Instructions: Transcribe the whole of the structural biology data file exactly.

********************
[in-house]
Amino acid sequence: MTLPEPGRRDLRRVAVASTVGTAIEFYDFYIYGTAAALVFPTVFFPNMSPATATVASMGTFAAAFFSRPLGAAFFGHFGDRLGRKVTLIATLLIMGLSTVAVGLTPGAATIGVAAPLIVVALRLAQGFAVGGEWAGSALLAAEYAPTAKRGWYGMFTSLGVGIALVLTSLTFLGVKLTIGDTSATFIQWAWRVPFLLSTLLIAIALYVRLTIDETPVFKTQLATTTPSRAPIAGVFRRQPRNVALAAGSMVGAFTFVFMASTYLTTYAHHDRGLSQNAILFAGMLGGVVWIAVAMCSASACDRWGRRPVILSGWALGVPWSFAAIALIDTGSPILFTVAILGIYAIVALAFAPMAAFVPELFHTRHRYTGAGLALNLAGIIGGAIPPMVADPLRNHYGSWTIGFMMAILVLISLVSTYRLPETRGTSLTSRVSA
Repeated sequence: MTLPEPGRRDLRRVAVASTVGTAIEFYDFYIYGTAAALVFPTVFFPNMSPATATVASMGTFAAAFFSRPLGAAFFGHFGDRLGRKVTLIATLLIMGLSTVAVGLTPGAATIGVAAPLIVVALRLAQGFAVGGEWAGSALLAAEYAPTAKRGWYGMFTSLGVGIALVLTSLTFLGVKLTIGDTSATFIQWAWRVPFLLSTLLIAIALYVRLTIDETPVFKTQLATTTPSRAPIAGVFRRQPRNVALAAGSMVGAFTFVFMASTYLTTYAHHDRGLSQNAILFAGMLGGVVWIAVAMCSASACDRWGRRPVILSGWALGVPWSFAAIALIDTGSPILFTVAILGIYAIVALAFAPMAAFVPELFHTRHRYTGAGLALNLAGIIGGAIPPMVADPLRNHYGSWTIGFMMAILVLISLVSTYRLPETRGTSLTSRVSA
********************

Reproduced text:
[in-house]
Amino acid sequence: MTLPEPGRRDLRRVAVASTVGTAIEFYDFYIYGTAAALVFPTVFFPNMSPATATVASMGTFAAAFFSRPLGAAFFGHFGDRLGRKVTLIATLLIMGLSTVAVGLTPGAATIGVAAPLIVVALRLAQGFAVGGEWAGSALLAAEYAPTAKRGWYGMFTSLGVGIALVLTSLTFLGVKLTIGDTSATFIQWAWRVPFLLSTLLIAIALYVRLTIDETPVFKTQLATTTPSRAPIAGVFRRQPRNVALAAGSMVGAFTFVFMASTYLTTYAHHDRGLSQNAILFAGMLGGVVWIAVAMCSASACDRWGRRPVILSGWALGVPWSFAAIALIDTGSPILFTVAILGIYAIVALAFAPMAAFVPELFHTRHRYTGAGLALNLAGIIGGAIPPMVADPLRNHYGSWTIGFMMAILVLISLVSTYRLPETRGTSLTSRVSA
Repeated sequence: MTLPEPGRRDLRRVAVASTVGTAIEFYDFYIYGTAAALVFPTVFFPNMSPATATVASMGTFAAAFFSRPLGAAFFGHFGDRLGRKVTLIATLLIMGLSTVAVGLTPGAATIGVAAPLIVVALRLAQGFAVGGEWAGSALLAAEYAPTAKRGWYGMFTSLGVGIALVLTSLTFLGVKLTIGDTSATFIQWAWRVPFLLSTLLIAIALYVRLTIDETPVFKTQLATTTPSRAPIAGVFRRQPRNVALAAGSMVGAFTFVFMASTYLTTYAHHDRGLSQNAILFAGMLGGVVWIAVAMCSASACDRWGRRPVILSGWALGVPWSFAAIALIDTGSPILFTVAILGIYAIVALAFAPMAAFVPELFHTRHRYTGAGLALNLAGIIGGAIPPMVADPLRNHYGSWTIGFMMAILVLISLVSTYRLPETRGTSLTSRVSA